Rate Worries Dampen Stocks

After taking the long weekend to think things over, investors apparently decided that repeated warnings from the Federal Reserve about the prospect for higher interest rates is bad news for stocks.

Investors sent U.S. shares lower across the board Monday. The Dow fell 75.37 to close at 10,334.73, a three-quarters-of-a-percent drop.

The Nasdaq took an even bigger hit, losing 29.88 points, or 1.49 percent, to close at 1,969.99. The small-cap S&P 500 also took a nearly 1 percent hit, falling 11.21 to 1,125.26.

Message Received

Leading the decline were stocks such as Intel, which shed 2.4 percent as all chip stocks went lower, and General Motors, which tumbled 2.1 percent after acknowledging difficulty in turning around European operations.

The downward move came after a nearly week-long series of warnings about interest rates from members of the Fed and just ahead of key government numbers that should help clear up the inflation question.

On Tuesday, the Consumer Price Index (CPI) for May will be released. The wholesale-level Producer Price Index (PPI) was due out last week but was delayed because of computation problems, and may be released Tuesday as well.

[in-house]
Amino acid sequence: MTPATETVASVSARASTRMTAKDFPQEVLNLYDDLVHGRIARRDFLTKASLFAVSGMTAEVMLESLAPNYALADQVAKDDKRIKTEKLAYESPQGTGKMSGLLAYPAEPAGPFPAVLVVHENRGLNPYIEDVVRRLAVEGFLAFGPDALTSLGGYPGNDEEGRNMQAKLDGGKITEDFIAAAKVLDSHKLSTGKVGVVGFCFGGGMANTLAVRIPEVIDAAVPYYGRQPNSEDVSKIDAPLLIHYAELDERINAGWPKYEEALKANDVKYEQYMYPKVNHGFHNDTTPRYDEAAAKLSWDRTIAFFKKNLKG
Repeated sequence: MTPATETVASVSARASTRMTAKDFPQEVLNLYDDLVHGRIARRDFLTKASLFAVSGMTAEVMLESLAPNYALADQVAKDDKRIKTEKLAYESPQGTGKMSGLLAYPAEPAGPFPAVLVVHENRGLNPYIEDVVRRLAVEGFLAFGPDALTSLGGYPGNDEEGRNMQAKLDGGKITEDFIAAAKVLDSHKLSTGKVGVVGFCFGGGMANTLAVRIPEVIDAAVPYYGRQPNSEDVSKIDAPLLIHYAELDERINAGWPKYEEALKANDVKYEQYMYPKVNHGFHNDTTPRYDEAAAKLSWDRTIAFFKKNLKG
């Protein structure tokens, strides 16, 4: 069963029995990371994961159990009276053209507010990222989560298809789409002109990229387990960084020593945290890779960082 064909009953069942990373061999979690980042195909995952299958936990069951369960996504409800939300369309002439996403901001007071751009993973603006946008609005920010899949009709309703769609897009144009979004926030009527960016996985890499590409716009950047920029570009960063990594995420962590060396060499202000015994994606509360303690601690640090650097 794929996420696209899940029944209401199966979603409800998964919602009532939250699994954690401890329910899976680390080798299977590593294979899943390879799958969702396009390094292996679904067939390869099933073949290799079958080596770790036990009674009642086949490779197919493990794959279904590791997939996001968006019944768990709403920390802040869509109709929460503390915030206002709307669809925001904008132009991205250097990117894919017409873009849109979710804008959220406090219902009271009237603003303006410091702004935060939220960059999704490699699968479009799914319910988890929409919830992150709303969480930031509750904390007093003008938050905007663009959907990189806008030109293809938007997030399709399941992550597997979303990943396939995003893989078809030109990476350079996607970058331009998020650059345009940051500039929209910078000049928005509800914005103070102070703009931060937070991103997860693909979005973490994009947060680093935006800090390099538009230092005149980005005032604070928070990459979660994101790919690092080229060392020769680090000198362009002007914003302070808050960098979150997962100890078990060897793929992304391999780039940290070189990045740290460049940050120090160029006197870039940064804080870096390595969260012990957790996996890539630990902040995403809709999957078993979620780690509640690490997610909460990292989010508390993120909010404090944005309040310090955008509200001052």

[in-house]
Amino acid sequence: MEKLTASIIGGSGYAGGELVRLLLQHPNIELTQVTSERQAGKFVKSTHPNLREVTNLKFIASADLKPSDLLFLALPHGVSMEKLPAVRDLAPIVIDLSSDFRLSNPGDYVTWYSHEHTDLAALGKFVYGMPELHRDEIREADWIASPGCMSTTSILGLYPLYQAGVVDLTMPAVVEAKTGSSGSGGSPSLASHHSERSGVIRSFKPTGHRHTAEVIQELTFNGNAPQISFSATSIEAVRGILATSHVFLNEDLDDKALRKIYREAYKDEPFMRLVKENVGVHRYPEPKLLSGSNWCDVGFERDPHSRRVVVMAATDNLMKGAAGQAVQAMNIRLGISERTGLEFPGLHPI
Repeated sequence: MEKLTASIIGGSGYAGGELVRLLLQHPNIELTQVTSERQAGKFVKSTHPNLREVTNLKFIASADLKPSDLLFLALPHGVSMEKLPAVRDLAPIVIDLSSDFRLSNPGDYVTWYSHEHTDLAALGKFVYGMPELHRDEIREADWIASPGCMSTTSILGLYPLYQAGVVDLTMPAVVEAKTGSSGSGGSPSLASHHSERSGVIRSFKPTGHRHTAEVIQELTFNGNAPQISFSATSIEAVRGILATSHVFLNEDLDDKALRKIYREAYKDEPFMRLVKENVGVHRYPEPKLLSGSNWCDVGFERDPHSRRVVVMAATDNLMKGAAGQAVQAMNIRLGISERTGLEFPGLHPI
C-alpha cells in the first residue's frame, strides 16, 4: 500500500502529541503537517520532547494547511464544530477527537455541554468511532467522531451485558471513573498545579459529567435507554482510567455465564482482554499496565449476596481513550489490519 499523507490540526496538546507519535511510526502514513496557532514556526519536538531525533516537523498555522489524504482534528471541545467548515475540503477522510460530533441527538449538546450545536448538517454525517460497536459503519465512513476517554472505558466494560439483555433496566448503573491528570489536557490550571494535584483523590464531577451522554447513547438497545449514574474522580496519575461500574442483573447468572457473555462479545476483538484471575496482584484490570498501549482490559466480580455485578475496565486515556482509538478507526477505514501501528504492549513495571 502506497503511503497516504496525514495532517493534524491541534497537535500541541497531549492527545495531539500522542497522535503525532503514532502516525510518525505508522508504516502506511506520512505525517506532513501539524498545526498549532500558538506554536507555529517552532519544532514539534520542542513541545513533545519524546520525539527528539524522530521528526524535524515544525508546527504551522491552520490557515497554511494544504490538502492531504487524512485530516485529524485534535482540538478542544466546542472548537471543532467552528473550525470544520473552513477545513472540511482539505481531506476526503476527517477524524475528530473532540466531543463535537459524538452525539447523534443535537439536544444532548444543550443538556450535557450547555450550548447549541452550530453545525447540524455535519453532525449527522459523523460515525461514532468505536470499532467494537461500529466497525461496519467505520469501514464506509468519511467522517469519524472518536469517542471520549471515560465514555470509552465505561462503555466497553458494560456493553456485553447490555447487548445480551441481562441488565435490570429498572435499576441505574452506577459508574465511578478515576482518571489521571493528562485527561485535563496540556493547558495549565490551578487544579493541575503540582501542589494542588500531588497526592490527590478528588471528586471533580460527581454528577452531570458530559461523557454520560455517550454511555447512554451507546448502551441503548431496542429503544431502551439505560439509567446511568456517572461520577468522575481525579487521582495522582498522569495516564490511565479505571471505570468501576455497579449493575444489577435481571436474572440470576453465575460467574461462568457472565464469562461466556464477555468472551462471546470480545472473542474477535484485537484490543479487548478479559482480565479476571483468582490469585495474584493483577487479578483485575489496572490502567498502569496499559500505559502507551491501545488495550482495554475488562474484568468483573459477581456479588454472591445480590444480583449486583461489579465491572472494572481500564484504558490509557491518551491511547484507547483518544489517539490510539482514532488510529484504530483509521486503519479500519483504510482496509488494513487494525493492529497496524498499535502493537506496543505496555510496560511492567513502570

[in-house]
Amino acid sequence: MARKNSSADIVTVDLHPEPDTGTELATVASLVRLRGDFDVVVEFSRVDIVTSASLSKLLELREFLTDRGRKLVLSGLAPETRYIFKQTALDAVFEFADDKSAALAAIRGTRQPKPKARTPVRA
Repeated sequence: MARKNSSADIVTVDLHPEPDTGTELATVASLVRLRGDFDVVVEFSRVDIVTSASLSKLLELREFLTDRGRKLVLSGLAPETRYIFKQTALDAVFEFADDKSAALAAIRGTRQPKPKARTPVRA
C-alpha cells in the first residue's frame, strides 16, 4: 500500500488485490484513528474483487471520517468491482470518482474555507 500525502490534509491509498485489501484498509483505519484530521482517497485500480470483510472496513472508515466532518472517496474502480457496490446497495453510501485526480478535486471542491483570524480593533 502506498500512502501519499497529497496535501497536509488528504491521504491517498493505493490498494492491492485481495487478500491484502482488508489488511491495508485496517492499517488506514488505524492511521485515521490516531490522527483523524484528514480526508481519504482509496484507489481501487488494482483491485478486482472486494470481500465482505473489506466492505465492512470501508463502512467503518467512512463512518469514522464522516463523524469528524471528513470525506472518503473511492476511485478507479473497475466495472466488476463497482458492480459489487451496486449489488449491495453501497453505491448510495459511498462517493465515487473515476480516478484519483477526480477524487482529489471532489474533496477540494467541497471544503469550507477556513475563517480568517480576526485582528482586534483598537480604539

The markets were already chewing over two big pieces of data released Monday.

The Commerce Department said retail sales rose 1.2 percent in May and that the U.S. trade deficit grew sharply in April to record levels as U.S. consumer demand for foreign goods, including cars and oil, revved up.

Waiting for Greenspan

The sell-off came after three weeks of modest but steady gains made largely on the strength of upbeat earnings outlooks for U.S. companies.

Markets might remain jittery about interest rates until the Federal Reserve holds its next meeting, scheduled for June 29th and 30th.

In the absence of actual action by the Fed, the stock and bond market and the U.S. dollar all have fluctuated on the basis of comments from Fed Chairman Alan Greenspan and others.

Investors might be nervous about the Fed having signaled its willingness to raise rates more quickly than it has in the past if necessary.

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